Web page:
Local MP Welcomes Crack Down On Crime

Local MP, Caroline Dinenage, has welcomed new funding granted to the Hampshire Constabulary to set up a Violence Reduction Unit (VRU). 

The Constabulary was successful in its bid to the Home Office and has been granted £880 000 to tackle violent crime in communities with a multi-agency approach focusing on the root of criminal activity, early intervention and youth violence. 

The Violence Reduction Unit will collaborate with organisations across sectors, including health, education and social services. 

This further funding is following a £1.26 million grant that was announced earlier this year and, from February, Hampshire Constabulary have recruited and are training more than 200 new officers and 65 police staff investigators to help tackle local crime issues.

Hampshire Constabulary is one of the 17 units across the country to have been successful in their bid. The funding is part and parcel of new measures to crack down on crime and serious violence nationally. 

It has been announced that nationwide, 20 000 new police officers will be recruited, 10 000 new prison places will be created and stop and search powers have also been extended. Draft guidance will be published on measures in the Offensive Weapons Act that will aim to help stop knives and dangerous acids make their way onto the streets.

In addition, to ensure criminals are properly punished, a review into the prison sentences of violent and sexual offenders has been launched to assess if sentences truly reflect the severity of the crime. An extra £85 million will be given to the Crown Prosecution Service to tackle the rise in serious and violent crime across the country.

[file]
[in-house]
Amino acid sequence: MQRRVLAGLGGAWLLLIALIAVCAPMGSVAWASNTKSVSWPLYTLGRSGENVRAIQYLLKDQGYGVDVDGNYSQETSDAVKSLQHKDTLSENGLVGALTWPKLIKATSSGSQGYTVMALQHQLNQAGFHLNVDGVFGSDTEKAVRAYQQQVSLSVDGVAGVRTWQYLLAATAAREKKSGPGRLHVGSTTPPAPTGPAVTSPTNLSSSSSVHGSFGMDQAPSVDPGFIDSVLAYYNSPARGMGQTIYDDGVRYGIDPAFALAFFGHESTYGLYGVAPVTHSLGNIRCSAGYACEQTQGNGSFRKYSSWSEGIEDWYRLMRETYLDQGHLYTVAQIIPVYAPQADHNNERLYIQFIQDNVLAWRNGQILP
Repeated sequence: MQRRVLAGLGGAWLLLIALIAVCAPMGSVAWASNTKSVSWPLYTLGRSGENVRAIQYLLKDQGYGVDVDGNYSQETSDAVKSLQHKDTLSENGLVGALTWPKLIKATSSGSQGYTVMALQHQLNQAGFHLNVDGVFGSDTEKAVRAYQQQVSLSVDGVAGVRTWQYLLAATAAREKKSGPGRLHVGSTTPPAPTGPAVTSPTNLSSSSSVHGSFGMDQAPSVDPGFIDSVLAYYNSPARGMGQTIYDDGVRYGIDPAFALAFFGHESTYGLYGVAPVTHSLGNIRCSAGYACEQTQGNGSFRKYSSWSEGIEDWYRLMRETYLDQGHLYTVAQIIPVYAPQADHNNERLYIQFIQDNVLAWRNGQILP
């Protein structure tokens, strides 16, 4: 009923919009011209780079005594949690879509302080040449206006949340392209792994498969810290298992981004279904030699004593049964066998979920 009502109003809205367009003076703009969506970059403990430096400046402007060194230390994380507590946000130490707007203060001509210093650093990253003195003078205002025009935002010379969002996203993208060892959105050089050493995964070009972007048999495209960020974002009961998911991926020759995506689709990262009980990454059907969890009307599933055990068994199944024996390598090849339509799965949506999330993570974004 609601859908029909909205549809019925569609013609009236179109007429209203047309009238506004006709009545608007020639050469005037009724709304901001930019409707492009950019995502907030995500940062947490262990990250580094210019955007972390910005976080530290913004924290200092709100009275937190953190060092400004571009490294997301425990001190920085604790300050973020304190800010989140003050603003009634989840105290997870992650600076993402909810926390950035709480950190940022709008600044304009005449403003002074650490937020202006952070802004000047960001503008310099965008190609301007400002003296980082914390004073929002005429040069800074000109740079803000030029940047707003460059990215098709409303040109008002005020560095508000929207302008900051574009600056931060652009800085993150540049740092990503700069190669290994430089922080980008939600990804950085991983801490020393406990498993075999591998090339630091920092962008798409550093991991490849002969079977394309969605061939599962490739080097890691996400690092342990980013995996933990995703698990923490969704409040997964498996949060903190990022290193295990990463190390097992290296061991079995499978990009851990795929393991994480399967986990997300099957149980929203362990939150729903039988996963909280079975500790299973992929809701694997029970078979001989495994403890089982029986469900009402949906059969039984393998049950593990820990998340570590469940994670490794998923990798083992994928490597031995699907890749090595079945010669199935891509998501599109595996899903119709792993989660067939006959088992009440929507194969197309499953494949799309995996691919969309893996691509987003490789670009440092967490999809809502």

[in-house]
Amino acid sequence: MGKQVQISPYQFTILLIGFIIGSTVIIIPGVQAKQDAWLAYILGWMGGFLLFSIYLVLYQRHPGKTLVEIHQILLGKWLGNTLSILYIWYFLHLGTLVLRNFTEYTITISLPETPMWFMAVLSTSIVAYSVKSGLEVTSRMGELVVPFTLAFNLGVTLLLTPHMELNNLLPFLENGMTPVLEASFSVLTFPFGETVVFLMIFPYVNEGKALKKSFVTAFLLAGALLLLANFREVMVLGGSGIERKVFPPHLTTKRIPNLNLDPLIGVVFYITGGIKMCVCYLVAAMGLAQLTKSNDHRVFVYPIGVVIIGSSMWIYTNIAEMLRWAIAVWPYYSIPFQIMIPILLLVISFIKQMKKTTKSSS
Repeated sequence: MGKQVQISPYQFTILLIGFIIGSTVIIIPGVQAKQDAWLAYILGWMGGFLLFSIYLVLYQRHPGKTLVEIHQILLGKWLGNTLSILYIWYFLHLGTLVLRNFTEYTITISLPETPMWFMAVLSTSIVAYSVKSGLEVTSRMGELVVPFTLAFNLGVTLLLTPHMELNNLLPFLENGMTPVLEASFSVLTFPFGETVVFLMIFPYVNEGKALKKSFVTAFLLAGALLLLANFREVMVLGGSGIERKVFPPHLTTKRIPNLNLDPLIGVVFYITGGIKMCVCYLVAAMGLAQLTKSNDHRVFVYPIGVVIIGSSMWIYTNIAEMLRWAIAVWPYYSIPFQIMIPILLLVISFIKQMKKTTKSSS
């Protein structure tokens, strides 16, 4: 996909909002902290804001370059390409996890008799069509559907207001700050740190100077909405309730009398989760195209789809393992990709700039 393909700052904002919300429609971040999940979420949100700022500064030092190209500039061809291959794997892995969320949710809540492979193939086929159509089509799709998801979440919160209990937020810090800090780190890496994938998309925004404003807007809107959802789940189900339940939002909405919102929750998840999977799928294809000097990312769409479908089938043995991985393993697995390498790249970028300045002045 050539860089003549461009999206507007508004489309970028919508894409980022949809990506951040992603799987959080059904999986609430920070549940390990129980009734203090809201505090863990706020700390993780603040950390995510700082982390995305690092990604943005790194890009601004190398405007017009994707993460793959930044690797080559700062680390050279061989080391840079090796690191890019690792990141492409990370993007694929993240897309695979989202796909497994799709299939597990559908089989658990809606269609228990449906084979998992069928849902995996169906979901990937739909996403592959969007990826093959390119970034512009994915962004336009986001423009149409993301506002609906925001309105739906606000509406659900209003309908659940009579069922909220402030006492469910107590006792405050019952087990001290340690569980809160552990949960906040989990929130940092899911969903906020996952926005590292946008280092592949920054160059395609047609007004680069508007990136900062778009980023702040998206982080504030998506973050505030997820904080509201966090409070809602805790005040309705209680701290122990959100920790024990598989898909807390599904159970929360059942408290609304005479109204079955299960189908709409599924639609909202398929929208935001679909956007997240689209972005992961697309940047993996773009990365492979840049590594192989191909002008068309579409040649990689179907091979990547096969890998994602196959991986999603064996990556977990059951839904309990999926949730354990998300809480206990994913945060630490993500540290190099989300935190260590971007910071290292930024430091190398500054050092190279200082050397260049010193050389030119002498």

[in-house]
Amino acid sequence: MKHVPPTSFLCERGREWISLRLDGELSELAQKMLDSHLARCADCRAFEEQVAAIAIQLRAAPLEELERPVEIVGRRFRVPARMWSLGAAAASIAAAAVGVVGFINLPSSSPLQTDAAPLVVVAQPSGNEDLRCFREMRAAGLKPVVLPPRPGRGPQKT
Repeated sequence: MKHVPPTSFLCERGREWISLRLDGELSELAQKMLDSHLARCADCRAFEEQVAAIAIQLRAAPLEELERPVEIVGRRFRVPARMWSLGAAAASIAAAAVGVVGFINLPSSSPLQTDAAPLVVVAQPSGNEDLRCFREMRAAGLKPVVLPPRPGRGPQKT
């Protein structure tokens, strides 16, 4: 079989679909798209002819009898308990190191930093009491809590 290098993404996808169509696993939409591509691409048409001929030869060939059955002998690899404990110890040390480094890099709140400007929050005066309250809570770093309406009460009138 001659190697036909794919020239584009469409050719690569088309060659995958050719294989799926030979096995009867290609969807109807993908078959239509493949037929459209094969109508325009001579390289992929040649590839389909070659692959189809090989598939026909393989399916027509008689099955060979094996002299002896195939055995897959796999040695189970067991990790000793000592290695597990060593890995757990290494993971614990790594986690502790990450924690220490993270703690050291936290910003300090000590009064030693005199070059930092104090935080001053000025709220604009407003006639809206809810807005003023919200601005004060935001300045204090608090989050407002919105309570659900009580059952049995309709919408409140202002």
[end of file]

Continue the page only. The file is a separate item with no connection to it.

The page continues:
Caroline commented:

“Criminal activity destroys our local community, making residents feel unsafe on our streets. I am pleased to see that our police will get the manpower they need to ensure that my constituents can enjoy what our fantastic area has to offer without fear.

“We need to ensure that criminals are properly punished for the crimes they commit. I sincerely hope that these new measures will work to reduce the abhorrent violent and serious crime that we have seen spiking across the country.”

Hampshire's Police and Crime Commissioner, Michael Lane said: 

"I am delighted to receive this funding which is a result of productive partnership working between those integral to tackling violence in our communities.

"Reaching young people early, building their skills and resilience and supporting them to fulfil their potential is the best way to reduce violence. A Violence Reduction Unit in Hampshire is an opportunity to bring additional capacity and focus to the existing multi-agency work going on and draw it together in order to maximise our footprint on prevention."

Hampshire Police Chief Constable Olivia Pinkney added:

“We welcome this funding and the opportunities it will give us to do even more to prevent violence in our communities. 

“Violence in all its forms has a devastating effect on individuals, their families and the wider community. This money will enable us to do more to tackle those who commit violent offences in our streets and in our homes, but it will also enable us to work closely with our partners such as health and education to intervene early and prevent young people from being drawn into a life of violence.” 

Policing Minister Kit Malthouse said: 

"To beat knife crime we must do two things: first we need assertive, high profile police enforcement and second, we need a coordinated approach to the long term solutions to violence in society, especially amongst the young. These new units should help us get results on both."